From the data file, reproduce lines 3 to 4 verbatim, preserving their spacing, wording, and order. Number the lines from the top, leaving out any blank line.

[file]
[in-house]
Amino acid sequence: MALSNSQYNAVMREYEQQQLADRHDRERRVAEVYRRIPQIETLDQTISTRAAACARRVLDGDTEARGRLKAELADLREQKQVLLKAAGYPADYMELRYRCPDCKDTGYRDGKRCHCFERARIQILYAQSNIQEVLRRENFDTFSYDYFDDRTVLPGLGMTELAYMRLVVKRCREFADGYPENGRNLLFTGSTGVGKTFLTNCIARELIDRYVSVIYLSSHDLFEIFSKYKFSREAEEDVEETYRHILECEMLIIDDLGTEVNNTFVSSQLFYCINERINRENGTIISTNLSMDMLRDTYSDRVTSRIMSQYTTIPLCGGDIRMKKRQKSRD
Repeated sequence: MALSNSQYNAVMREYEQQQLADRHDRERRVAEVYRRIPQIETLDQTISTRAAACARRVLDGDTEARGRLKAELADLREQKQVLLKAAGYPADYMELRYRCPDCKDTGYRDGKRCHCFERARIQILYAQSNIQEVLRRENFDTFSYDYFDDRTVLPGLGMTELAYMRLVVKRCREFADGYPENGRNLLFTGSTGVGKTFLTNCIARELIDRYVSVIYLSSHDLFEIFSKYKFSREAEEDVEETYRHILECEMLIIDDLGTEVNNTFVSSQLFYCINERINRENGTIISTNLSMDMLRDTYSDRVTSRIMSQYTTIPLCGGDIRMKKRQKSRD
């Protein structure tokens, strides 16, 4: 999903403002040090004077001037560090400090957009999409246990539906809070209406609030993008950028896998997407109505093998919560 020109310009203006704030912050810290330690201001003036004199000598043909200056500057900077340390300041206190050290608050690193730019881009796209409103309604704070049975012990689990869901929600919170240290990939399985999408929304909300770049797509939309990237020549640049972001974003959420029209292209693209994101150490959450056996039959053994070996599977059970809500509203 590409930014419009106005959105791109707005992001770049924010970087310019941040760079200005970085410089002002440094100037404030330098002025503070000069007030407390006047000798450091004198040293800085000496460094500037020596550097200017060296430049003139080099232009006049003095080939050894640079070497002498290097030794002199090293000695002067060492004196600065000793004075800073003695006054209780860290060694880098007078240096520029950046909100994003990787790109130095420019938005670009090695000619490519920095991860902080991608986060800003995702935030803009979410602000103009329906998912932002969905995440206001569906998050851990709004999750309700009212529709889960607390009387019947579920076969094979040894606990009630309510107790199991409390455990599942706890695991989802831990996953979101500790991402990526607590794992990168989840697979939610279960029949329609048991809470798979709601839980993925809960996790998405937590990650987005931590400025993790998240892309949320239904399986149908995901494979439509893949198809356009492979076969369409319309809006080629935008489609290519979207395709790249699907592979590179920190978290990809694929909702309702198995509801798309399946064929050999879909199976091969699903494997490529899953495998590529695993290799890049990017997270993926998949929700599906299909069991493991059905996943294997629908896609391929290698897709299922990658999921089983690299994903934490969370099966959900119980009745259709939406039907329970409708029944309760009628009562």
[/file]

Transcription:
Repeated sequence: MALSNSQYNAVMREYEQQQLADRHDRERRVAEVYRRIPQIETLDQTISTRAAACARRVLDGDTEARGRLKAELADLREQKQVLLKAAGYPADYMELRYRCPDCKDTGYRDGKRCHCFERARIQILYAQSNIQEVLRRENFDTFSYDYFDDRTVLPGLGMTELAYMRLVVKRCREFADGYPENGRNLLFTGSTGVGKTFLTNCIARELIDRYVSVIYLSSHDLFEIFSKYKFSREAEEDVEETYRHILECEMLIIDDLGTEVNNTFVSSQLFYCINERINRENGTIISTNLSMDMLRDTYSDRVTSRIMSQYTTIPLCGGDIRMKKRQKSRD
């Protein structure tokens, strides 16, 4: 999903403002040090004077001037560090400090957009999409246990539906809070209406609030993008950028896998997407109505093998919560 020109310009203006704030912050810290330690201001003036004199000598043909200056500057900077340390300041206190050290608050690193730019881009796209409103309604704070049975012990689990869901929600919170240290990939399985999408929304909300770049797509939309990237020549640049972001974003959420029209292209693209994101150490959450056996039959053994070996599977059970809500509203 590409930014419009106005959105791109707005992001770049924010970087310019941040760079200005970085410089002002440094100037404030330098002025503070000069007030407390006047000798450091004198040293800085000496460094500037020596550097200017060296430049003139080099232009006049003095080939050894640079070497002498290097030794002199090293000695002067060492004196600065000793004075800073003695006054209780860290060694880098007078240096520029950046909100994003990787790109130095420019938005670009090695000619490519920095991860902080991608986060800003995702935030803009979410602000103009329906998912932002969905995440206001569906998050851990709004999750309700009212529709889960607390009387019947579920076969094979040894606990009630309510107790199991409390455990599942706890695991989802831990996953979101500790991402990526607590794992990168989840697979939610279960029949329609048991809470798979709601839980993925809960996790998405937590990650987005931590400025993790998240892309949320239904399986149908995901494979439509893949198809356009492979076969369409319309809006080629935008489609290519979207395709790249699907592979590179920190978290990809694929909702309702198995509801798309399946064929050999879909199976091969699903494997490529899953495998590529695993290799890049990017997270993926998949929700599906299909069991493991059905996943294997629908896609391929290698897709299922990658999921089983690299994903934490969370099966959900119980009745259709939406039907329970409708029944309760009628009562």